What right do they have to go against the wishes of the vast majority of Canadians who are saying enough is enough and that it is time to take action?

The Environment
Oral Questions

11:50 a.m.

Pontiac
Québec

Conservative

Lawrence Cannon Minister of Transport

Mr. Speaker, it is too bad the hon. member did not put as much energy into developing his plan and program in order to achieve some objectives.

Again, we want to have a comprehensive approach. We know that some 5,900 Canadians die every year from problems related to pollution emissions and greenhouse gases.

The purpose of the bill we have introduced is to correct these things and we are calling on the hon. members to support us in this.

Immigration
Oral Questions

11:50 a.m.

Bloc

Meili Faille Vaudreuil-Soulanges, QC

Mr. Speaker, according to the Canadian section of Amnesty International, the UN Committee Against Torture handed down favourable decisions concerning allegations of torture made by individuals who were refused the right to seek asylum in Canada.

In the Falcon Rios case, the Committee Against Torture asked Canada to implement a refugee appeal division. It reiterated the request in its latest decision.

Will the government commit to helping these people out in light of the humanitarian considerations articulated by a respected body of the United Nations?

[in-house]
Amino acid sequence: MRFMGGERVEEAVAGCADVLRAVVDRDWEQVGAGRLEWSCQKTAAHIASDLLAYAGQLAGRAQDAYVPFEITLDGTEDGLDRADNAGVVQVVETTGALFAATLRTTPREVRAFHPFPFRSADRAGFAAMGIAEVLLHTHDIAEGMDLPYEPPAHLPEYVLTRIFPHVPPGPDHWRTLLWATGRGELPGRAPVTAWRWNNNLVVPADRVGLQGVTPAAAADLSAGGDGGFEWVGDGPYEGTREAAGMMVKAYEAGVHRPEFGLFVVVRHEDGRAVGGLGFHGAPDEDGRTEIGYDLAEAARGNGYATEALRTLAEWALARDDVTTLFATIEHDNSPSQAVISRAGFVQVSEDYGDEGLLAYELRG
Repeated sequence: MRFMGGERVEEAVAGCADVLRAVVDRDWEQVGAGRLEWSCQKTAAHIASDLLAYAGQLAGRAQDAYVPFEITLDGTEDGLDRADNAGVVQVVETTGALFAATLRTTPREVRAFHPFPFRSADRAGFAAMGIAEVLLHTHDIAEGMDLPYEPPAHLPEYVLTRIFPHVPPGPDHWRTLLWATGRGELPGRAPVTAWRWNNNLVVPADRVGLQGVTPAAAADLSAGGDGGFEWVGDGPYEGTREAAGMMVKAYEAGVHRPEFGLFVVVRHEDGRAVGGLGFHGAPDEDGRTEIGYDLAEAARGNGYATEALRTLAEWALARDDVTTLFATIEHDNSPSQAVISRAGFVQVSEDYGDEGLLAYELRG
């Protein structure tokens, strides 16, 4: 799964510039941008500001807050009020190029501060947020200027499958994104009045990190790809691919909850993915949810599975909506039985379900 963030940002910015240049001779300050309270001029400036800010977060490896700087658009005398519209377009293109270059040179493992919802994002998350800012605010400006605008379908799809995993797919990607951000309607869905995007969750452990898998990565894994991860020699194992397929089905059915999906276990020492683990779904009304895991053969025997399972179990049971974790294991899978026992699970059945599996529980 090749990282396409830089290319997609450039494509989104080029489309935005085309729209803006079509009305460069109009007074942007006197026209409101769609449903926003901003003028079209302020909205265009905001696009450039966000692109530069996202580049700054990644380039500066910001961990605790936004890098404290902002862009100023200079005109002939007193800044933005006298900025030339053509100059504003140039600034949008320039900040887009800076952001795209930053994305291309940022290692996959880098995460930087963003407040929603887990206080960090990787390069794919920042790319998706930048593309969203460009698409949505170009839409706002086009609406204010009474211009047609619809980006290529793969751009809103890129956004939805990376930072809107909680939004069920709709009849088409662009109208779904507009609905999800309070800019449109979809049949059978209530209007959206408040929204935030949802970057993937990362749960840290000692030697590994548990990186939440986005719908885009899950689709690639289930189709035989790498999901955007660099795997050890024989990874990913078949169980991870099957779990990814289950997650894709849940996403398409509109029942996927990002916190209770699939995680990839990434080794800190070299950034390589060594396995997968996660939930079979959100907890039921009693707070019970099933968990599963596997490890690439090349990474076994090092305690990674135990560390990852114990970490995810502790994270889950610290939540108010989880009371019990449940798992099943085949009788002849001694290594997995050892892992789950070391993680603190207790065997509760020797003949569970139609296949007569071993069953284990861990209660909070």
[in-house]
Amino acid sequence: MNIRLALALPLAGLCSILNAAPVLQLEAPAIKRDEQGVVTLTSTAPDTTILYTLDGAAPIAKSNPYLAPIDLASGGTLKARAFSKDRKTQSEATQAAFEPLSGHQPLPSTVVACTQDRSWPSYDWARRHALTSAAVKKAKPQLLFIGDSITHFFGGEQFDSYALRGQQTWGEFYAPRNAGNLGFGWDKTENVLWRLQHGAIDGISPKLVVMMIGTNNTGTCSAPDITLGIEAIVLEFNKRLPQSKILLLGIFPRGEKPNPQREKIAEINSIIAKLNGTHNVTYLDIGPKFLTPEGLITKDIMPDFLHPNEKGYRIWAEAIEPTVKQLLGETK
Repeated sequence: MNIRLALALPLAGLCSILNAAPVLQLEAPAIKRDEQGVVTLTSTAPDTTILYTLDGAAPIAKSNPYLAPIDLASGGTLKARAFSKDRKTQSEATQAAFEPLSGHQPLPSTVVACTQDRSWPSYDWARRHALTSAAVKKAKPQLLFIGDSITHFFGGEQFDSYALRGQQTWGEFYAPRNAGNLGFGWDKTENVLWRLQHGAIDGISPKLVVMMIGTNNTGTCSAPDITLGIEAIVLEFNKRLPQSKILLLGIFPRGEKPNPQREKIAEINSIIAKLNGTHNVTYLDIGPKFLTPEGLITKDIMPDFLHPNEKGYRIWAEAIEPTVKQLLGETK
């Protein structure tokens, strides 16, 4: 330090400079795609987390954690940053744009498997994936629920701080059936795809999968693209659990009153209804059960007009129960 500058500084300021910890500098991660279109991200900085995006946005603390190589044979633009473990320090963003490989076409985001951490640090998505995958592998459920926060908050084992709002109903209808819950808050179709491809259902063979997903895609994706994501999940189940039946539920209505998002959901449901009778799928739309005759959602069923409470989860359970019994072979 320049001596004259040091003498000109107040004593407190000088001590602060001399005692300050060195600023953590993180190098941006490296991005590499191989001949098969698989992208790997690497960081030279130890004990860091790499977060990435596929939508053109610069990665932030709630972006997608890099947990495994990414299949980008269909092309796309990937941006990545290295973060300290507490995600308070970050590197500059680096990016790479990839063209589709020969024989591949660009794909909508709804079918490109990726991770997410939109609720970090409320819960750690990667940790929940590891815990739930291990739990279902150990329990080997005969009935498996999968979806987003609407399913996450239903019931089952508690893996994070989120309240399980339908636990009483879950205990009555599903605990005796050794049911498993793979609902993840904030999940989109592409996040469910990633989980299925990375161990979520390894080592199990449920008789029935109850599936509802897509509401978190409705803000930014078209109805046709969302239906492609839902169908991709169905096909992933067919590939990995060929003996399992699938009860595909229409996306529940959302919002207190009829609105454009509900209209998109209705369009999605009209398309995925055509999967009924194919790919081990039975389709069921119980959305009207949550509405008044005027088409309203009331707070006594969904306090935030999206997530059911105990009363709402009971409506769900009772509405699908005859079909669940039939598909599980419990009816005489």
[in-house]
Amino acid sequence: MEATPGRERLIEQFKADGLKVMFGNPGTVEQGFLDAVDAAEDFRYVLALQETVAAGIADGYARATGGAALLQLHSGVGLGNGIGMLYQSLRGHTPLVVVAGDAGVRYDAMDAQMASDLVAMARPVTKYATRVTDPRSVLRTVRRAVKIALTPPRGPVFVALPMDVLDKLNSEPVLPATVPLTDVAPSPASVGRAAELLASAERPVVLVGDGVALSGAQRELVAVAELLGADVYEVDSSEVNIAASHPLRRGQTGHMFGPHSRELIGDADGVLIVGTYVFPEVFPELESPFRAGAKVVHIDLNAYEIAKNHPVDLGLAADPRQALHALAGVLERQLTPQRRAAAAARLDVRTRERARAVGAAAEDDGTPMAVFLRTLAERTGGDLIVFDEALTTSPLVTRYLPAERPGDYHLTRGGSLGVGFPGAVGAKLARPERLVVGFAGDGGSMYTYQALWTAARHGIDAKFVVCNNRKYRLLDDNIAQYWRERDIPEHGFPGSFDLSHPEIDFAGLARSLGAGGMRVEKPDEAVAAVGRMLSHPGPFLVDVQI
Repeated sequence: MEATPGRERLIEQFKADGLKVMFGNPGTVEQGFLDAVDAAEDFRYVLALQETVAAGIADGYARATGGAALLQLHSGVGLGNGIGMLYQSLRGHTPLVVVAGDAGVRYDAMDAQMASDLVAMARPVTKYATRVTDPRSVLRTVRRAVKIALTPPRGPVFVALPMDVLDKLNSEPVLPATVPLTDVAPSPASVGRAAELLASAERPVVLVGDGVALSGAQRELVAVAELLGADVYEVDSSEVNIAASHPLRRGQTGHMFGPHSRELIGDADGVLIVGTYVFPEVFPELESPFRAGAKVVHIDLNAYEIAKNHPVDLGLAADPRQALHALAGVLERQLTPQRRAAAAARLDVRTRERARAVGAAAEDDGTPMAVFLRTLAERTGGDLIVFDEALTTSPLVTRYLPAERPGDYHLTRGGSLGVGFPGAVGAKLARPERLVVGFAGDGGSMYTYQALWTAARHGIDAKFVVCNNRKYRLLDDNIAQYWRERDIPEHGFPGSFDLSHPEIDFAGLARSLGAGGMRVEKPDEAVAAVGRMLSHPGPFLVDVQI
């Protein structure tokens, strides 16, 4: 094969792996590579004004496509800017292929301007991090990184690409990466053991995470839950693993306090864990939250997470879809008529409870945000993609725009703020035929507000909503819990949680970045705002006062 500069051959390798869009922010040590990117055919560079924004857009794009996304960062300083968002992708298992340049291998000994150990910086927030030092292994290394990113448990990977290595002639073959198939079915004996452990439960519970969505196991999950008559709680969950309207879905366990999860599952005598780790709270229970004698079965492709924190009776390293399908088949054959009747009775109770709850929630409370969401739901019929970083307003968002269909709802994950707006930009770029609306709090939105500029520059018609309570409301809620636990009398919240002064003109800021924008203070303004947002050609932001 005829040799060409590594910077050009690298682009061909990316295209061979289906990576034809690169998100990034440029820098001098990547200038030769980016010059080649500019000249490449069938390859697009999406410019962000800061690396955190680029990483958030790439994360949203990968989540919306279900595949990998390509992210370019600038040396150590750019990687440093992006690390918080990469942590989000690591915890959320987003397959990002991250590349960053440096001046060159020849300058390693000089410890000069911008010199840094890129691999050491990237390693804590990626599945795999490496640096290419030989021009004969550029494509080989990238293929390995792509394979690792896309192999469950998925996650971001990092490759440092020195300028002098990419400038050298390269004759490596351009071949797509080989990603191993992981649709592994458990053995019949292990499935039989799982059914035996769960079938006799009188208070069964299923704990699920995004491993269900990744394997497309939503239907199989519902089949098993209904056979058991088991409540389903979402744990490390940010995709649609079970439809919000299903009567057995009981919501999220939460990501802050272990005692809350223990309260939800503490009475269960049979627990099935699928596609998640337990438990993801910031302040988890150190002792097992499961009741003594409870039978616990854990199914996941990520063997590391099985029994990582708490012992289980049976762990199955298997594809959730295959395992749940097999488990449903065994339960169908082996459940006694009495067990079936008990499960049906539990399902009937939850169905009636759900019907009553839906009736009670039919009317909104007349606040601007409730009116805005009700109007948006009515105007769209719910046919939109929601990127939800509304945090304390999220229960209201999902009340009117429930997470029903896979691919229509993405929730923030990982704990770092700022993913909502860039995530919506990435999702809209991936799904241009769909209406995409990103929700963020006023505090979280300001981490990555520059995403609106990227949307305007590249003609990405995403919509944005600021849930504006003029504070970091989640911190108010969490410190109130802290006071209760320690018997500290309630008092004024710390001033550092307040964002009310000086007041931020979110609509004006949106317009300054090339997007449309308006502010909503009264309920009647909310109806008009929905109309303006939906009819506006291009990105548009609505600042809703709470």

We have a lot to learn from the Maher Arar affair.

Immigration
Oral Questions

11:50 a.m.

Souris—Moose Mountain
Saskatchewan

Conservative

Ed Komarnicki Parliamentary Secretary to the Minister of Citizenship and Immigration

Mr. Speaker, there is no question that Canada has one of the finest refugee programs in the word. Indeed, the United Nations High Commissioner has said so and has indicated that other countries model on this program.

We have various appeal routes that can be taken to the Federal Court by leave to appeal and actually appeal. We also have a humanitarian and compassionate ground application process that can be taken by applicants at any time. It is certainly a system that we are proud of.

Immigration
Oral Questions

11:50 a.m.

Bloc

Meili Faille Vaudreuil-Soulanges, QC

Mr. Speaker, given that serious errors can occur, does the Minister of Citizenship and Immigration intend to follow up on the UN Committee Against Torture's request to implement an appeal mechanism to review and examine the basis for decisions to grant or refuse refugee status?